There are many Customer Success/CRM/Data analysis tools out there. None of them works nicely with the other tools that you need your post sales teams to use. And this means that you will find yourself in the midst of various CS Ops projects either to roll out a new tool or to set up a new integration or reconfigure the tool for a new use case. Here are 5 best practices to help you get started and hopefully reduce the anxiety and increase efficiency of your CS Ops projects.
Minimum Viable Product Approach
Even within the context of a small project, if you haven’t yet started using this approach, the concept of the minimum viable product, or MVP, is extremely helpful. One popular industry belief is that the MVP is a critical and necessary part of any CS Ops project. A minimum viable product focuses on high return and lost risk projects, and can be measured and improved upon with each iteration. Putting this into action is a way to create fast, small products that can be deployed quickly and measured for feedback. A well-run CS Ops environment can take full advantage of what is learned in these short cycles and do small, Agile course corrections along the way.
If there’s one bad word in CS Ops circles, it’s the word “silo.” Silos and CS Ops do not go together. The reason is simple: CS Ops has to do with flow and integration, which means configuration and operations move quickly and in a horizontal manner. Silos, on the other hand, are vertical and walled in. But how do we break down silos and the silo culture? According to a Forbes article by Brent Gleeson, some of the best ways to break down the silo mentality are to create a unified vision within the organization so all stakeholders and team members understand that they are all working towards a common goal. Additionally, it’s important to motivate and incentivize flow and integration not only in the context of a single project but across all aspects of work.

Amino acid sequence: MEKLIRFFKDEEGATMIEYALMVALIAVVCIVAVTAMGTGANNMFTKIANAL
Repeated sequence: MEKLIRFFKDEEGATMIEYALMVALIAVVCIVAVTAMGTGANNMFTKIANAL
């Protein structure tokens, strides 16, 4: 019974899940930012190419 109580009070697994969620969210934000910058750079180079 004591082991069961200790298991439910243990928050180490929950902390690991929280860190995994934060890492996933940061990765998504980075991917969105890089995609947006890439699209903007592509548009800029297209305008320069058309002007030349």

Some of the most wasteful aspects of any project are handoffs. This is work that is completed by one person or team, and then packaged and handed off to the next phase to be completed by another team or person. This process turns any project into a sequence of discrete steps. CS Ops projects, on the other hand, see projects as a continuous flow from beginning to end. By minimizing handoffs, discrete steps tend to disappear, facilitating a CS Ops culture. Some might disagree since a few well planned handoffs at the right juncture of a project can bring in much needed discipline and provide a window of opportunity for others to provide feedback.
Create real-time project visibility
This is very important: In order to maximize flow and integration, everyone who’s part of a CS Ops system needs to know where the project stands. While access to progress measurements can be useful, in a CS Ops environment it’s paramount that all team members have access to the status of the project and its many indexes of progress. Creating real-time project visibility can be done by using the right tools and encouraging all involved to engage in a centralized way. Consider using collaborative project management software that everyone can access, and one that shows updated schedules every time a change is made.
Manage change collaboratively
Effective change management can be a struggle for any project. Having a systematic way to approach change management is critical. In CS Ops, dealing with change management is even more important. In an effort to maximize flow and collaboration, dealing with change effectively can only be done when the team collaborates and works together. The first step is to understand and communicate the need for a change management culture. Then, using the tools mentioned earlier, create procedures and processes to manage these changes in a transparent and collaborative way.CS Ops is still in the infancy stage and a lot of work needs to be done before many of what might appear to be simple tasks/projects become routine and straightforward. Till then the 5 tips above can be used to keep things simple and scalable.